Corcoran's Community Engagement Initiative
"Innovative Engagement Through Creative Research and Practices"
Pilot Launch Fall 2018
Corcoran Connects aims to make social impacts through mutually beneficial partnerships between GW's Corcoran School of the Arts and Design and community organizations in the greater Washington, D.C. area. With the Corcoran’s proximity to the White House, policymakers, and other governmental institutions, we recognize the rich opportunities - and civic duty - available to address critical issues here in the nation's Capital. By providing students with in-field experience under the direction of a faculty member, such as the interior architecture program working with DC Central Kitchen to help redesign their space or creating small garden boxes in Ward 7 or 8 with the design program, we aim to find solutions to important current issues.
What is Project-Based Learning?
Project-Based Learning (PBL) organizes learning around projects or complex tasks precipitated by a problem and resolved through collaborative engagement. In this particular model of community engagement pedagogy, students relate to the community as “consultants” working for a “client” opposed to participants in a one-time group community service project. In addition, reflection is an important part of this model in that it links community experiences to course content, reasserting the importance of community work.
If you have a relationship with a local organization, have an idea for a project but no partner or know an organization with a need, please reach! You, or the potential community partner, should contact Samantha Steen at [email protected] or (202) 994-0496.
William Wilson Corcoran Visiting Professors of Community Engagement
Joseph Kunkel is a community designer and educator working on building capacity in Indian Country. His professional career has centered on community-based design, ranging from material research and fabrication, to community-based planning, design and development. His core design practices include, culturally appropriate design, community engagement, healthy housing design, design thinking, capacity building, urban mapping and way-finding design, native-to- place architecture, master and comprehensive planning. He is also a Northern Cheyenne Tribal Member.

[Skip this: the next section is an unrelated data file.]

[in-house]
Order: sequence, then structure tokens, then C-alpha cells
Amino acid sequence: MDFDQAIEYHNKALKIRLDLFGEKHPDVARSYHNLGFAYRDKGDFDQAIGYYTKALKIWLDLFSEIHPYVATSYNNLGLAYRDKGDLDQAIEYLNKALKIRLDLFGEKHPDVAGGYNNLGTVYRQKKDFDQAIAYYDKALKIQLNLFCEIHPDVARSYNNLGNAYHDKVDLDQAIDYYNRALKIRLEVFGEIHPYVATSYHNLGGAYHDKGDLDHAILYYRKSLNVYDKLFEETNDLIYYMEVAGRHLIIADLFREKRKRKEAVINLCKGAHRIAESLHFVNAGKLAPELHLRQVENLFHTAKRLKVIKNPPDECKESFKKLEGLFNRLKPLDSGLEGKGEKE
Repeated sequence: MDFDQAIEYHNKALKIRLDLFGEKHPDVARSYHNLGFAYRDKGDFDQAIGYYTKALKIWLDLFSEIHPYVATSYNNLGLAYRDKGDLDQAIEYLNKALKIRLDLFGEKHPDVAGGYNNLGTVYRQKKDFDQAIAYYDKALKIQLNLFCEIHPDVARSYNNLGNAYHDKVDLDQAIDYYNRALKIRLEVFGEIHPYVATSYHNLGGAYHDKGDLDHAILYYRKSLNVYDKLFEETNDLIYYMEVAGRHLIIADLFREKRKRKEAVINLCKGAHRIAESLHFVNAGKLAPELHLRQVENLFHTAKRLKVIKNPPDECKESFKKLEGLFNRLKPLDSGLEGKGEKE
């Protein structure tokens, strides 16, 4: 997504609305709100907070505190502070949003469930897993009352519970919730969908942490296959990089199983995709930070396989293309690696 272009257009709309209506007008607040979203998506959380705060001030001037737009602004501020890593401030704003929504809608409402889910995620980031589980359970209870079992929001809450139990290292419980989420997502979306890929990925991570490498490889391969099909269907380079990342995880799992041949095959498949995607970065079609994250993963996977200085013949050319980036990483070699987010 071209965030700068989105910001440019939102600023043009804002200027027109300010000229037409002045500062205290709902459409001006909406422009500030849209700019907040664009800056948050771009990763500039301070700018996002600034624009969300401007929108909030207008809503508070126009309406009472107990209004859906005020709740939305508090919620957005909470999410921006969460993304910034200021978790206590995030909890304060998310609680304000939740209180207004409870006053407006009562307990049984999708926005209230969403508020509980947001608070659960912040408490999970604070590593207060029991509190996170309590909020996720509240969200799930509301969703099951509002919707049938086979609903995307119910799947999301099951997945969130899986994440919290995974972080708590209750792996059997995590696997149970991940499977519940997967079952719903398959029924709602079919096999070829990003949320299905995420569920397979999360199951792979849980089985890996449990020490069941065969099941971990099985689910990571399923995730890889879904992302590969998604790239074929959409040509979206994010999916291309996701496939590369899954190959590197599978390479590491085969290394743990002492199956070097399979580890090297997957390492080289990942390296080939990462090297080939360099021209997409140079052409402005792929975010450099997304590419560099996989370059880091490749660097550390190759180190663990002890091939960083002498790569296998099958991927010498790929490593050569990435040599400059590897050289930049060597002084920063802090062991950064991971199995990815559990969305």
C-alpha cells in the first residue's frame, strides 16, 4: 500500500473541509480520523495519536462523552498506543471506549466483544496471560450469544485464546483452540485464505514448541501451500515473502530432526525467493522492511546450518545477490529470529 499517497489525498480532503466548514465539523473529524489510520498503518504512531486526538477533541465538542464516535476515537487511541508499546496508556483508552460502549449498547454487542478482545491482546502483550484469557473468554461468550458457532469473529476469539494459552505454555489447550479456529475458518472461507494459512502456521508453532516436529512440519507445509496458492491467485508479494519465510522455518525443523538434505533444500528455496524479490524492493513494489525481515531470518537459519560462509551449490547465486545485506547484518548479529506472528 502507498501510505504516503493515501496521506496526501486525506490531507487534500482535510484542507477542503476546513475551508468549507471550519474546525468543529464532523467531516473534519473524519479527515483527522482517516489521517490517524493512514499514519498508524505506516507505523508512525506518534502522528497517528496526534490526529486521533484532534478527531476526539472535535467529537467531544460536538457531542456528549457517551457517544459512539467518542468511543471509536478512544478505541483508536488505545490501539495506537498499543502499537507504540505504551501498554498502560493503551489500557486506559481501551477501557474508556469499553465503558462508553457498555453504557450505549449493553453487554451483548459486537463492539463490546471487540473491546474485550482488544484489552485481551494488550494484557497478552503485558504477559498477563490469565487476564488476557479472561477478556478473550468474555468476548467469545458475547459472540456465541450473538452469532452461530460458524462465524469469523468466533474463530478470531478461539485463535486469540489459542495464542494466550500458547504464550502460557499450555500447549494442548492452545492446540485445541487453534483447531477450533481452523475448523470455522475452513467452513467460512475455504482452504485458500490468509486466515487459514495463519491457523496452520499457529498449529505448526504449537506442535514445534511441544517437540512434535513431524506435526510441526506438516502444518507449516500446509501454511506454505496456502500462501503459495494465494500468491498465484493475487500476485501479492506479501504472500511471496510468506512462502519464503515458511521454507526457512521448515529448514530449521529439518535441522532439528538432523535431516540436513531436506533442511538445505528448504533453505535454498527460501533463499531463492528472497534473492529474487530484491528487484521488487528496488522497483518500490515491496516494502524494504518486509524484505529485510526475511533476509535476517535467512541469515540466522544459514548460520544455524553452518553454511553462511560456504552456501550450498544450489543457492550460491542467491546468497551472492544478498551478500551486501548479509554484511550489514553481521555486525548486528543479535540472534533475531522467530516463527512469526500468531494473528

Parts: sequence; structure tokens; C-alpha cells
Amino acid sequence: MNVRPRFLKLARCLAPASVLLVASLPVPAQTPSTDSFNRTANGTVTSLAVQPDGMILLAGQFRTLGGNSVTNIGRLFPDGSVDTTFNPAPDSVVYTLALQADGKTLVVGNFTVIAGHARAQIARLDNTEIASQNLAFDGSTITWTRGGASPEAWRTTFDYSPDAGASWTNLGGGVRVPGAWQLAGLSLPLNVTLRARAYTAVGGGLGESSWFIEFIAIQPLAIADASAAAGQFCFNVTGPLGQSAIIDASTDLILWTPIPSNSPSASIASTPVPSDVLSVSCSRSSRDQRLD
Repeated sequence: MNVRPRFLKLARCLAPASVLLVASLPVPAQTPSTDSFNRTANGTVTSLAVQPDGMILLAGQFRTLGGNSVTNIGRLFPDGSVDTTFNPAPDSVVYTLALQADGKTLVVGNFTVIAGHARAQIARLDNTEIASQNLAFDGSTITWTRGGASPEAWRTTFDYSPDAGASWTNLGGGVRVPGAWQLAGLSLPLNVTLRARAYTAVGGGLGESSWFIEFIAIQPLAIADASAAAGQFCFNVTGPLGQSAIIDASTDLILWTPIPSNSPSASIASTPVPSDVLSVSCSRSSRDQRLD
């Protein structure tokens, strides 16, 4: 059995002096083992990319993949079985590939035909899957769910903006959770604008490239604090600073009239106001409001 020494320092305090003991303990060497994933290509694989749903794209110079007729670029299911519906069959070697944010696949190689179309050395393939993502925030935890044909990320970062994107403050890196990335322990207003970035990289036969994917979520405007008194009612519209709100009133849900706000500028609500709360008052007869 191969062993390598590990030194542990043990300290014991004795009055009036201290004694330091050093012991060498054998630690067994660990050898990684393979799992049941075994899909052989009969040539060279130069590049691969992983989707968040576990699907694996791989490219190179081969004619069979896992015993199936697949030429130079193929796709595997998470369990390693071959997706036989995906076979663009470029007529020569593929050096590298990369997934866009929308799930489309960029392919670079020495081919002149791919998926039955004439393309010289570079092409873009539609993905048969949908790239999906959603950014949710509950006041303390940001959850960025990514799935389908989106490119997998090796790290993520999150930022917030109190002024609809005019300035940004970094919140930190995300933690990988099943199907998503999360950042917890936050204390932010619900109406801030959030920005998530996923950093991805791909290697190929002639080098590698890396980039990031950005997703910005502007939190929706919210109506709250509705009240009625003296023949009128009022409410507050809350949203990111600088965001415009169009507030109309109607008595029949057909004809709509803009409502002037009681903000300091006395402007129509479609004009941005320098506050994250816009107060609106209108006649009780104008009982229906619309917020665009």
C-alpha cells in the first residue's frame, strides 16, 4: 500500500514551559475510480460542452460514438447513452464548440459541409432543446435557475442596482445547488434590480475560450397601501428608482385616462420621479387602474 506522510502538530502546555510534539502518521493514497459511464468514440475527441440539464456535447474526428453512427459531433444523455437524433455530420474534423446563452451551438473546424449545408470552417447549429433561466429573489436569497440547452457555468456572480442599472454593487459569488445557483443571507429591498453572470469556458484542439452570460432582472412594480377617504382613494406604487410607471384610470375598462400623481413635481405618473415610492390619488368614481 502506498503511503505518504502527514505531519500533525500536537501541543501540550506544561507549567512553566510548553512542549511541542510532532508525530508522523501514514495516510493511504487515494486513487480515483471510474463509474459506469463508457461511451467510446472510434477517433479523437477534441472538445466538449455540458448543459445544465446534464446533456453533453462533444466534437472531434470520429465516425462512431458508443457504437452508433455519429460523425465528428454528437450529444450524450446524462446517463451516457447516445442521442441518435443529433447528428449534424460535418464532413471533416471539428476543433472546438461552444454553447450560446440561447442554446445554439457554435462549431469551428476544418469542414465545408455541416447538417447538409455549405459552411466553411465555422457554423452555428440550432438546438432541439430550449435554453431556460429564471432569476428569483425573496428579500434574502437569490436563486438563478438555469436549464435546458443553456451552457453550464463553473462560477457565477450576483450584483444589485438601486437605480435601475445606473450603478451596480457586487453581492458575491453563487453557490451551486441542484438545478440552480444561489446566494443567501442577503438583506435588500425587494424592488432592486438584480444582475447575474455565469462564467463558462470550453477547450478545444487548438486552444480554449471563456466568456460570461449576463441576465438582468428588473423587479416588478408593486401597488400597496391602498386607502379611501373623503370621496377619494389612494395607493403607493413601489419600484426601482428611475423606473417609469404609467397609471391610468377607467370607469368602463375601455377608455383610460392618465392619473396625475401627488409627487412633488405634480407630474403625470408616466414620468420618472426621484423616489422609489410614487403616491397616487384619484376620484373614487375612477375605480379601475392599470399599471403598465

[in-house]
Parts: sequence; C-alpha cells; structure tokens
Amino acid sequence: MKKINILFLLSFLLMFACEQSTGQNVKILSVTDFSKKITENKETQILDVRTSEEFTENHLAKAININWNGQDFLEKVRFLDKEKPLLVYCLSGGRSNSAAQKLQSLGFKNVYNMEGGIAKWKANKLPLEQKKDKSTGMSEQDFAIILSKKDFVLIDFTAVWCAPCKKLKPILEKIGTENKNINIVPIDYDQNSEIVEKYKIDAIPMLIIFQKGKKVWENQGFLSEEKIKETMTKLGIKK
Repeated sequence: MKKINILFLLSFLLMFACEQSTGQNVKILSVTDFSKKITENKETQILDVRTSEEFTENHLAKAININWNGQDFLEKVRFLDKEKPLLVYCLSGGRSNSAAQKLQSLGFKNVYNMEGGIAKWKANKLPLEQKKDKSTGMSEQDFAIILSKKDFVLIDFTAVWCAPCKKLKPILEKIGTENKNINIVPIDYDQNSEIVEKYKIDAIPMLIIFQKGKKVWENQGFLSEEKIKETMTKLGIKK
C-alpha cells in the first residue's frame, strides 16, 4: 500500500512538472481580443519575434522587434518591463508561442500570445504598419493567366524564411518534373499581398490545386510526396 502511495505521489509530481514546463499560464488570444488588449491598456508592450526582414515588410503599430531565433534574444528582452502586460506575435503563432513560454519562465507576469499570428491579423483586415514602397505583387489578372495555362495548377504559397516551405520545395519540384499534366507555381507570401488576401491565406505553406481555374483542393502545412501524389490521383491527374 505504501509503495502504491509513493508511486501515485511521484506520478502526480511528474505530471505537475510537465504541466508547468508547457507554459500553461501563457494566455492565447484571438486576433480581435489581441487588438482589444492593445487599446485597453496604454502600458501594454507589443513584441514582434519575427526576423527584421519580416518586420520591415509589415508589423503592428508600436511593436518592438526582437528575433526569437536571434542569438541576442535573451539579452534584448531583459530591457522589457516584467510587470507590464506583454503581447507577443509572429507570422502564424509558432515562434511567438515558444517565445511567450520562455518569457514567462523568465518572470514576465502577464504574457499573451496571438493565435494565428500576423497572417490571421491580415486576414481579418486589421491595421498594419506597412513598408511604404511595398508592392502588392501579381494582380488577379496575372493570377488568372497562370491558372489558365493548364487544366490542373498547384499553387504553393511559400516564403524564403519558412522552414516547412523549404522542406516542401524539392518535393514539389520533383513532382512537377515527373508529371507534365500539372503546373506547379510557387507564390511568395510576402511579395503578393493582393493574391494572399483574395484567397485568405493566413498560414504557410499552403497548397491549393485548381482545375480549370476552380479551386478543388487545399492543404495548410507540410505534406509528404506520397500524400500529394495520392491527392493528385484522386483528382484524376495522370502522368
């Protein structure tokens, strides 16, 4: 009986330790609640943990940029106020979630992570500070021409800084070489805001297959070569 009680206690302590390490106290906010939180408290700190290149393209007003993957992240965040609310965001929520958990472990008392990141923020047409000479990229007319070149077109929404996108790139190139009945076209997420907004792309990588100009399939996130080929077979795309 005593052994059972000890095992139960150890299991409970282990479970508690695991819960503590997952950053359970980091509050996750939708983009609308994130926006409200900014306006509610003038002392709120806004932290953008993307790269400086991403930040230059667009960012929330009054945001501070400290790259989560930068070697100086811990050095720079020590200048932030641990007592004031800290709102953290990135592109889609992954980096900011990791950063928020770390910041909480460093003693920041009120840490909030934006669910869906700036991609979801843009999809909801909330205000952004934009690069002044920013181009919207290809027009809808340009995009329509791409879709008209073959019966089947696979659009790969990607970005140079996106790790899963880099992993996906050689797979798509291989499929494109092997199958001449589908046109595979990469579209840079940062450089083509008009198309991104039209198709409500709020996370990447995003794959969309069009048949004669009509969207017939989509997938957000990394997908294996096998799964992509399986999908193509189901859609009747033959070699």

Kunkel’s most recent work has been to research and share exemplary Native American Indian housing projects and processes nationwide and build and develop emerging best practices, which has lead to the development of an online Health Homes Road Map for affordable housing development in Indian Country,
funded by HUD’s Policy, Development, and Research Office. As an Enterprise Rose Architectural Fellow, Joseph worked directly with the Sustainable Native Communities Collaborative (SNCC), and the Santo Domingo Tribal Housing Authority (SDTHA). At the SDTHA Joseph assisted with the planning and development of a 41 unit Low-Income- Housing-Tax- Credit development, along with leading the housing comprehensive master plan, which started with an Our Town grant funded by the National Endowments for the Arts, and has led to an ArtPlace America grant award.
Kunkel's spring exhibition, Bridging Boundaries, features critical conversations that investigate, re-imagine and create alternatives to physical and non-physical divisions by focusing on works of art and architecture that reconcile or otherwise address polarized geographies. It explore works of art across a spectrum of design tactics, ranging from policy to the development of alternative building typologies, to demonstrate how architecture and design can create spaces for unification and negotiation.
Mel Chin was born in Houston, Texas in 1951. Chin’s art, which is both analytical and poetic, evades easy classification. He is known for the broad range of approaches in his art, including works that require multi-disciplinary, collaborative teamwork and works that conjoin cross-cultural aesthetics with complex ideas.
Chin also insinuates art into unlikely places, including destroyed homes, toxic landfills, and even popular television, investigating how art can provoke greater social awareness and responsibility. He developed Revival Field (1989-ongoing), a project that has been a pioneer in the field of “green remediation,” the use of plants to remove toxic, heavy metals from the soil. From 1995-1998 he formed the collective, the GALA Committee, that produced In the Name of the Place, a conceptual public art project conducted on American prime-time television. In KNOWMAD, Chin worked with software engineers to create a video game based on rug patterns of nomadic people facing cultural disappearance. His film, 9-11/9-11, a hand-drawn, 24 minute, joint Chilean/USA Production, won the prestigious Pedro Sienna Award, for Best Animation, National Council for the Arts and Cultures, Chile, in 2007. Chin also promotes “works of art” that have the ultimate effect of benefiting science, as in Revival Field, and also in the recent Operation Paydirt/Fundred Dollar Bill Project, an attempt to make New Orleans a lead-safe city (see www.fundred.org.) These projects are consistent with a conceptual philosophy, which emphasizes the practice of art to include sculpting and bridging the natural and social ecology.
Chin’s work was documented in the popular PBS program, Art of the 21st Century. Chin has received numerous awards and grants from organizations such as the National Endowment for the Arts, New York State Council for the Arts, Art Matters, Creative Capital, and the Penny McCall, Pollock/Krasner, Joan Mitchell, Rockefeller and Louis Comfort Tiffany Foundations, among others.